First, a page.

Monday, 28 October 2013

Malta Today: Minister Dalli looks forward to ‘lengthy debate’ on civil unions

Parliament starts discussing Civil Liberties Act.
Tuesday 22 October 2013 - 18:52 by Miriam Dalli

Civil Liberties Minister Helena Dalli

Civil Liberties Minister Helena Dalli looked forward to a lengthy debate on civil unions, both in parliament and outside.

Addressing Parliament during the second reading of the Civil Liberties Act, Dalli said she felt "extremely happy and proud" to be able to discuss the Bill.

"We are in no hurry to implement it. Contrary to what has been said, I look forward to a lengthy debate both inside parliament and outside and I urge as many people as possible to join in the discussion," Dalli said.

The minister insisted that a strong debate would reflect that the Maltese society was "a nation which cared about minorities".

The Civil Liberties Act, she said, was a government commitment to continue "breaking down barriers".

"This is not about gay rights but about human rights. We want to live in a society where every individual enjoys the same rights, with an equal access to opportunities. The point of departure being that we are all human beings," Dalli said.

According to a European survey on personal discrimination, Malta was the seventh highest country in which respondents reported having faced discrimination because of their sexual orientation.

"This is shameful and unacceptable," Dalli said, while adding it was deplorable that same sex couples were not given the same privileges and rights to heterosexual couples. "This is what this new civil law is aiming to amend."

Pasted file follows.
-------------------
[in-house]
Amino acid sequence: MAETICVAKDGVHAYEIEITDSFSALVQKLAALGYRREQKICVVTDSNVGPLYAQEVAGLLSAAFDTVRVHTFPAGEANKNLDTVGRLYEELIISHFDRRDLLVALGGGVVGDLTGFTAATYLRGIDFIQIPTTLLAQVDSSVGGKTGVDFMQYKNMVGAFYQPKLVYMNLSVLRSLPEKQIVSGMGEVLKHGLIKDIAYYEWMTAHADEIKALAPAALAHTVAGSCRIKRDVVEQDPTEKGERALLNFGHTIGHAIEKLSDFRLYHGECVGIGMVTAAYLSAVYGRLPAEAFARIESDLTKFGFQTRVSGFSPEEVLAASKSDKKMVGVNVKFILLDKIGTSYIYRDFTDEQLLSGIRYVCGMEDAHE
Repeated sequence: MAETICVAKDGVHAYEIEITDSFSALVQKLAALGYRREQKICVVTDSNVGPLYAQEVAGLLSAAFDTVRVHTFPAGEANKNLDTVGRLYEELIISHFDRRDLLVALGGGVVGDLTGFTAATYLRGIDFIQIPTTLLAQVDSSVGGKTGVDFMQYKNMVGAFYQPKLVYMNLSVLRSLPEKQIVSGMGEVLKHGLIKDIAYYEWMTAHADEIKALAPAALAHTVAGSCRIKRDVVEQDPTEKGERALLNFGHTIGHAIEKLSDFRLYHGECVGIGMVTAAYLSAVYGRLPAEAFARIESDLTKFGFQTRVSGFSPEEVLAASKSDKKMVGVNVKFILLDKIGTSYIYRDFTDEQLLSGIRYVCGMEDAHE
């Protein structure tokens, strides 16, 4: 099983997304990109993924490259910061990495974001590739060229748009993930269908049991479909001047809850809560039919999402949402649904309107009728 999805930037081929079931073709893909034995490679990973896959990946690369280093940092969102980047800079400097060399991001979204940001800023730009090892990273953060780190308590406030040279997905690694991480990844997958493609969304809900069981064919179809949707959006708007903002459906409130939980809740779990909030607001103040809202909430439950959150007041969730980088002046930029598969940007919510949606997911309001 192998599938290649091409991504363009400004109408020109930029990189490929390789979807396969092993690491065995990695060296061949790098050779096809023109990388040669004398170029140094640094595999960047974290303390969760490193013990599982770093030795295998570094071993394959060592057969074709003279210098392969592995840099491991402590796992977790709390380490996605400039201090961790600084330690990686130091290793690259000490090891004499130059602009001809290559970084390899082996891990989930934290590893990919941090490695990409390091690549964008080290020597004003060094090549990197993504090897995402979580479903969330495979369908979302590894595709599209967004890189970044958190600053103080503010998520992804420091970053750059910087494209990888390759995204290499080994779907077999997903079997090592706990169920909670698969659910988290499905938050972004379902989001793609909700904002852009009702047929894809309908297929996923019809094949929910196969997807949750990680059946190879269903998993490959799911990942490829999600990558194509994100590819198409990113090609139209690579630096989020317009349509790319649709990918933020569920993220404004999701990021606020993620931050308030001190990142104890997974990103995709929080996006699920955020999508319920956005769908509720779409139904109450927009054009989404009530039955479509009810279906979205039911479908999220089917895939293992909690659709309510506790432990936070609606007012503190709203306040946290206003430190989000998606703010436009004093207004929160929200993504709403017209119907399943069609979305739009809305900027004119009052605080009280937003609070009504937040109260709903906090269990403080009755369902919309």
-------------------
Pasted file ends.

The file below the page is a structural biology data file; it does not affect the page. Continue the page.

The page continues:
The minister did not hold back from berating the Opposition "for failing to put into effect the transgender bill".

"And then the opposition is surprised that they aren't included on the LGBT consulting council," she added, while urging the MPs on the Opposition benches - in a motherly voice - to "grow up".

Referring to the case of Joanne Cassar - who following the election of a Labour government retracted her case to the European Court of Human Rights after she was denied the right to marry despite having a change in gender identity legally recognised - Dalli said the Nationalist administration's failure to amend laws had caused suffering to many.

On the Church's position on civil unions, Dalli said their reaction stood by their belief that marriage was solely meant to be between a man and a woman.

"But this is a Civil Union and has nothing to do with religion," she said.

Dalli further said that the New Ways Ministry - that attempts to build bridges between the LGBT community and the catholic world stated - said that her position was more in line with what Pope Francis was saying than with how the Maltese Church was dealing with the issue.

"Some people are worried that we may end up in hell. But this bill aims at pulling people who have been discriminated all their lives from the hell that they live in. The basis of this legislation is to start to create a society that is equal for all and not for some."

Questioning whether or not the opposition stood behind their first statement that this was a historical step or in their later statement that the bill was confusing, Dalli said the opposition had to make up their mind.

"Experts such as Neil Falzon, a gay activist himself who has just got married, are very happy with the resulting bill who said this was as close to what we wanted and what the government would want."

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